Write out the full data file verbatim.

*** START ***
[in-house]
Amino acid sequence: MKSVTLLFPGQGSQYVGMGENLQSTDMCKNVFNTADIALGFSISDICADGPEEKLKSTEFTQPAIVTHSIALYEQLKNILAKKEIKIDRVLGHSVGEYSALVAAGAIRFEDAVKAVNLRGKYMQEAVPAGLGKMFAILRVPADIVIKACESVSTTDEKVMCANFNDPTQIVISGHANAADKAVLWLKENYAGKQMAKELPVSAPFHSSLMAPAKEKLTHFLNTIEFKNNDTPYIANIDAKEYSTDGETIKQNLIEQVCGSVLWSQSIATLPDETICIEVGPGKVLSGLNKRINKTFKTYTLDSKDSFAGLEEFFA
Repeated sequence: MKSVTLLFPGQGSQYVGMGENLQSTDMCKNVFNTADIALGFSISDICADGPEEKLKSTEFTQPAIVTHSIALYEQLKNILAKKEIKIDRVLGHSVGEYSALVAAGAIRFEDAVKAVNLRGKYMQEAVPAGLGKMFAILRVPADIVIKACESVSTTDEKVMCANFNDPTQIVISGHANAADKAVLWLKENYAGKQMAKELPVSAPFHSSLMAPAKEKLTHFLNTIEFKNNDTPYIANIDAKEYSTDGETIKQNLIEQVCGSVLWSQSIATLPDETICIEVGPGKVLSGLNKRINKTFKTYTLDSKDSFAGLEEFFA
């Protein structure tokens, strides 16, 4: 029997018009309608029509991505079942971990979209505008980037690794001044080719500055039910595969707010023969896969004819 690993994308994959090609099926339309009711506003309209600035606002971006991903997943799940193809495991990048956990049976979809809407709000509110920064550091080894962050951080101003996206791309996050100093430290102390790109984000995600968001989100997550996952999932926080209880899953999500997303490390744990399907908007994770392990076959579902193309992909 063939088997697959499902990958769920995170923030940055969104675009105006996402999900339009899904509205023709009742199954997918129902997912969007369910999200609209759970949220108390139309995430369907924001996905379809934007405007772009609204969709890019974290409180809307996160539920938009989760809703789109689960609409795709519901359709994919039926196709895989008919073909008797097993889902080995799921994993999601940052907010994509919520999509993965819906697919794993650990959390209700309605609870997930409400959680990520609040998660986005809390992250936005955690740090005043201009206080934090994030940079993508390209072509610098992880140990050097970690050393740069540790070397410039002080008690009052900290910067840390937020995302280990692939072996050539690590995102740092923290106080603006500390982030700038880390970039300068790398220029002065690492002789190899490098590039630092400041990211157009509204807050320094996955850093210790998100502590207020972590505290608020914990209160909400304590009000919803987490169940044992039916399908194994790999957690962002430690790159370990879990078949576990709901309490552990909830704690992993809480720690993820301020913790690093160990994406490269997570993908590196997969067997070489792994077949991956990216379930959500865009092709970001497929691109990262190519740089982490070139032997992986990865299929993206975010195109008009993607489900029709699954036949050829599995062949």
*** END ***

[in-house]
Amino acid sequence: MKSVTLLFPGQGSQYVGMGENLQSTDMCKNVFNTADIALGFSISDICADGPEEKLKSTEFTQPAIVTHSIALYEQLKNILAKKEIKIDRVLGHSVGEYSALVAAGAIRFEDAVKAVNLRGKYMQEAVPAGLGKMFAILRVPADIVIKACESVSTTDEKVMCANFNDPTQIVISGHANAADKAVLWLKENYAGKQMAKELPVSAPFHSSLMAPAKEKLTHFLNTIEFKNNDTPYIANIDAKEYSTDGETIKQNLIEQVCGSVLWSQSIATLPDETICIEVGPGKVLSGLNKRINKTFKTYTLDSKDSFAGLEEFFA
Repeated sequence: MKSVTLLFPGQGSQYVGMGENLQSTDMCKNVFNTADIALGFSISDICADGPEEKLKSTEFTQPAIVTHSIALYEQLKNILAKKEIKIDRVLGHSVGEYSALVAAGAIRFEDAVKAVNLRGKYMQEAVPAGLGKMFAILRVPADIVIKACESVSTTDEKVMCANFNDPTQIVISGHANAADKAVLWLKENYAGKQMAKELPVSAPFHSSLMAPAKEKLTHFLNTIEFKNNDTPYIANIDAKEYSTDGETIKQNLIEQVCGSVLWSQSIATLPDETICIEVGPGKVLSGLNKRINKTFKTYTLDSKDSFAGLEEFFA
């Protein structure tokens, strides 16, 4: 029997018009309608029509991505079942971990979209505008980037690794001044080719500055039910595969707010023969896969004819 690993994308994959090609099926339309009711506003309209600035606002971006991903997943799940193809495991990048956990049976979809809407709000509110920064550091080894962050951080101003996206791309996050100093430290102390790109984000995600968001989100997550996952999932926080209880899953999500997303490390744990399907908007994770392990076959579902193309992909 063939088997697959499902990958769920995170923030940055969104675009105006996402999900339009899904509205023709009742199954997918129902997912969007369910999200609209759970949220108390139309995430369907924001996905379809934007405007772009609204969709890019974290409180809307996160539920938009989760809703789109689960609409795709519901359709994919039926196709895989008919073909008797097993889902080995799921994993999601940052907010994509919520999509993965819906697919794993650990959390209700309605609870997930409400959680990520609040998660986005809390992250936005955690740090005043201009206080934090994030940079993508390209072509610098992880140990050097970690050393740069540790070397410039002080008690009052900290910067840390937020995302280990692939072996050539690590995102740092923290106080603006500390982030700038880390970039300068790398220029002065690492002789190899490098590039630092400041990211157009509204807050320094996955850093210790998100502590207020972590505290608020914990209160909400304590009000919803987490169940044992039916399908194994790999957690962002430690790159370990879990078949576990709901309490552990909830704690992993809480720690993820301020913790690093160990994406490269997570993908590196997969067997070489792994077949991956990216379930959500865009092709970001497929691109990262190519740089982490070139032997992986990865299929993206975010195109008009993607489900029709699954036949050829599995062949």